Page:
5 Risks the World Needs to Get Real About




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Jun 25, 2019
by Martín Silva Rey
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5 Risks the World Needs to Get Real About

From climate change to the erosion of trust, the world is facing many challenges. Before we can find solutions we need to well-understand the problems Illustration by Wolfgang Irber

“The possibility of loss, injury, or other adverse or unwelcome circumstance; a chance or situation involving such possibility.” That is how the Oxford English Dictionary defines risk. As the planet warms and societies fracture, that possibility of loss is staring us in the face, and every field is seeking new ways to tackle new uncertainties. From finance to politics, and science to the arts, experts are trying to find the best answer to how we can get real on risk. But solutions require that we well-understand the problems. Here are five risks the world is facing in 2019.

A Backlash Against Globalization

US president Donald J. Trump has started a trade war, shaking the foundations of global trade. By raising tariffs and applying quotas, the world’s largest economy is attacking its three main partners – China, Canada and Mexico – which are also retaliating. Former Executive Chairman of the Securities Commission Malaysia Ranjit Ajit Singh explains this new situation questions “what have been the fundamental tenets of how capitalism is operating, this whole notion of free market, and the liberalization and deregulation that many countries have been on for the last 10-15 years…” He adds more countries now are taking this position, “championed by politicians and other parties who say ‘Well, it has to be our country first.’”

Climate Change Is Not a Cliché – It’s Happening

Many people see global warming as a problem of the future. Some world leaders even deny the existence of climate change. But the truth is sea levels are already rising, countries are at risk of disappearing, lakes are drying out – and that means millions of climate refugees. Realizing something is wrong with our natural world, people are starting to call on their governments the world over to take action. As the World Wildlife Fund states, “We must rethink the way we produce and consume energy, food, and water; protect the world’s forests; and help people prepare for a changing world.” Action is required now – not in 2050.

A Missing Pillar in Education

Countries need to embrace science in their pursuit of development. For that to happen, it is fundamental that citizens support such enterprise. However, according to the executive director of the African Academy of Science, Nelson Torto, “governments are not promoting science in Africa” – the world’s fastest growing continent. He explains that most of the population say they don’t see the importance of science, or they “don’t have an appreciation for science.” Then, if a government was to invest in science that would generally be seen as “a waste of money.” But that lack of science education runs the risk of those in positions to act not understanding how to tackle our greatest challenges.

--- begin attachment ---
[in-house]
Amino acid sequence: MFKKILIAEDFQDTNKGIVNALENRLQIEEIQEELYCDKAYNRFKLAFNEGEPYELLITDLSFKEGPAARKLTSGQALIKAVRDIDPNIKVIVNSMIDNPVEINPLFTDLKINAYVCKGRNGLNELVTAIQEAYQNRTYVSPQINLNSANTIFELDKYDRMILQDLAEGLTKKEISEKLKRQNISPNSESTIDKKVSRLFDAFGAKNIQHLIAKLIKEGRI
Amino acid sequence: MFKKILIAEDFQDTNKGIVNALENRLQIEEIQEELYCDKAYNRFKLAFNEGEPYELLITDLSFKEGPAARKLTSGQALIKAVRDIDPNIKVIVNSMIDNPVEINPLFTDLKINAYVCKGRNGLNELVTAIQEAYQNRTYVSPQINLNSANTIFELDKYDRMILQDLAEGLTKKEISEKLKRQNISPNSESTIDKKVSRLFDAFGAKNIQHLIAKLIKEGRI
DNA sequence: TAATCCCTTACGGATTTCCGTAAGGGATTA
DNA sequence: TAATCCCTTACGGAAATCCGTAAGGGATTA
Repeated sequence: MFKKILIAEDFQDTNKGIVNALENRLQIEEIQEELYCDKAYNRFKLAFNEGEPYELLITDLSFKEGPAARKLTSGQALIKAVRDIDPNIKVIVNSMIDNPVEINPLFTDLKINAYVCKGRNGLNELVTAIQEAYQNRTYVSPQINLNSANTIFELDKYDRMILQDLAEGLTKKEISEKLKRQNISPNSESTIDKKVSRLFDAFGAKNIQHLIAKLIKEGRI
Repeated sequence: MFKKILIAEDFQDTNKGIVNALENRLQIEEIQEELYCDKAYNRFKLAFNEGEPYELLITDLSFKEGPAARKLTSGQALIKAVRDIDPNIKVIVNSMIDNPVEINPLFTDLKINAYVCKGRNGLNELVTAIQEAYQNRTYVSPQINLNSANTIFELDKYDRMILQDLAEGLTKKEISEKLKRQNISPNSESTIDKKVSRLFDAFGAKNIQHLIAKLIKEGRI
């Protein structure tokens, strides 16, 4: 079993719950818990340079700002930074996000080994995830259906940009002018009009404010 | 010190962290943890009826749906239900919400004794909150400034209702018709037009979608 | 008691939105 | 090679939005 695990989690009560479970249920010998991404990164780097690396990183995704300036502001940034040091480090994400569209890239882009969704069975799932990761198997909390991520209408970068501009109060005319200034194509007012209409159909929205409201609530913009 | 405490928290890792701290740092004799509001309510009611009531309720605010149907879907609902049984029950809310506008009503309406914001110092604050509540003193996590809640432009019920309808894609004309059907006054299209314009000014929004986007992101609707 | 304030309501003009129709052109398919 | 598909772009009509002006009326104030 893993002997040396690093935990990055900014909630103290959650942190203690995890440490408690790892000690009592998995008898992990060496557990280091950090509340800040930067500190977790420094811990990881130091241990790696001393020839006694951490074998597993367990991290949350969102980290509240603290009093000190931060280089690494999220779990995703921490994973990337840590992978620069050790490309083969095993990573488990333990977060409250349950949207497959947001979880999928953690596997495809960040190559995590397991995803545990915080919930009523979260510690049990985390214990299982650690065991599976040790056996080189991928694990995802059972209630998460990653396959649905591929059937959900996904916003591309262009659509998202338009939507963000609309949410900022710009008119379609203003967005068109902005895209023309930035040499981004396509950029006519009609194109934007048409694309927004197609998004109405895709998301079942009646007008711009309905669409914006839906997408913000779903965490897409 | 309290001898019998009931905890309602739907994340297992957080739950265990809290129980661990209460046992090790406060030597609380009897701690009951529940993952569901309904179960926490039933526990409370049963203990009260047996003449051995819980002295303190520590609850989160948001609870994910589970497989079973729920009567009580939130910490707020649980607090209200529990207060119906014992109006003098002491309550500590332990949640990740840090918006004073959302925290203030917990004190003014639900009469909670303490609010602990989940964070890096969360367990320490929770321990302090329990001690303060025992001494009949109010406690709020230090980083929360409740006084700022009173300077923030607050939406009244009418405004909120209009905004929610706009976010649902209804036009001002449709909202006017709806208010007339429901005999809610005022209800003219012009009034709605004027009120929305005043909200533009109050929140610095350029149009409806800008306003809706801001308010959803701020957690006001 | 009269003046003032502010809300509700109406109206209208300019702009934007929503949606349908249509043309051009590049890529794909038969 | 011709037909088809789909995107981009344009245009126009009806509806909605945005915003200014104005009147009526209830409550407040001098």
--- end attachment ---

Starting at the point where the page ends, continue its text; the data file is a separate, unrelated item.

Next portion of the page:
Seismic Drifts Driven by Technology

As one of the fastest-growing industries, technology accelerates progress but is also accompanied by numerous emerging risks. Cybersecurity breaches have become commonplace, threatening businesses and governments. Their damages are estimated to reach a total of $6 trillion annually by 2021, so delaying hardware and software updates to save some money might not be the wisest choice. The constant pressure to innovate risks overlooking important concerns such as data privacy and security details as tech companies frantically create devices to fulfill the expectations of a growing market without considering the wider implications of their devices and apps, artificial intelligence and machine learning.

The Erosion of Trust

Leaders are facing new risks too. The demand for immediacy, the advancing tendency for automation, and a growing labor precarity are shaping movements of all kinds worldwide. The erosion of trust in traditional leadership structures makes it harder for political leaders to admit mistakes or encourage constructive dissent. If leaders are not open and humble enough, they risk being feared or hated, rather than trusted and respected. Today, the world is suffering from leaders who don’t know how to lead themselves – let alone the populace. As former director of the FBI James Comey once wrote, “Those leaders who never think they are wrong, who never question their judgments or perspectives, are a danger to the organizations and people they lead.”

All the people featured took part in Salzburg Global Seminar’s annual June Board Weekend 2019, Living Dangerously: How Do We Get Real About Risk?